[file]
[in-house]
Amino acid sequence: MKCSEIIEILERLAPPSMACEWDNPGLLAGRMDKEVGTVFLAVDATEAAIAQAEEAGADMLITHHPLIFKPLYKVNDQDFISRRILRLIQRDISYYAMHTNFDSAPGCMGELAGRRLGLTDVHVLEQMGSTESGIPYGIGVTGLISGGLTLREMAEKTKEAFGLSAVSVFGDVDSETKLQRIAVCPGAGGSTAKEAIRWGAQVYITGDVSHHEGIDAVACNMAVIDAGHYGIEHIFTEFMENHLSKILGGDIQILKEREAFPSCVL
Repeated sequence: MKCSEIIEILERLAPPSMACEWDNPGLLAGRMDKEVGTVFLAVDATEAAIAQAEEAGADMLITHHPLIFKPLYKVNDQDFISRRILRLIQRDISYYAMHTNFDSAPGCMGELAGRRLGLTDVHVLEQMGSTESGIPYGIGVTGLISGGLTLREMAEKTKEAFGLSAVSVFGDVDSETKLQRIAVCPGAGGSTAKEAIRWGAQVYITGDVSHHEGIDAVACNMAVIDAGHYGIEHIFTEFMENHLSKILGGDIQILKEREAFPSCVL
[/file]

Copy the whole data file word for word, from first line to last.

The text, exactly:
[in-house]
Amino acid sequence: MKCSEIIEILERLAPPSMACEWDNPGLLAGRMDKEVGTVFLAVDATEAAIAQAEEAGADMLITHHPLIFKPLYKVNDQDFISRRILRLIQRDISYYAMHTNFDSAPGCMGELAGRRLGLTDVHVLEQMGSTESGIPYGIGVTGLISGGLTLREMAEKTKEAFGLSAVSVFGDVDSETKLQRIAVCPGAGGSTAKEAIRWGAQVYITGDVSHHEGIDAVACNMAVIDAGHYGIEHIFTEFMENHLSKILGGDIQILKEREAFPSCVL
Repeated sequence: MKCSEIIEILERLAPPSMACEWDNPGLLAGRMDKEVGTVFLAVDATEAAIAQAEEAGADMLITHHPLIFKPLYKVNDQDFISRRILRLIQRDISYYAMHTNFDSAPGCMGELAGRRLGLTDVHVLEQMGSTESGIPYGIGVTGLISGGLTLREMAEKTKEAFGLSAVSVFGDVDSETKLQRIAVCPGAGGSTAKEAIRWGAQVYITGDVSHHEGIDAVACNMAVIDAGHYGIEHIFTEFMENHLSKILGGDIQILKEREAFPSCVL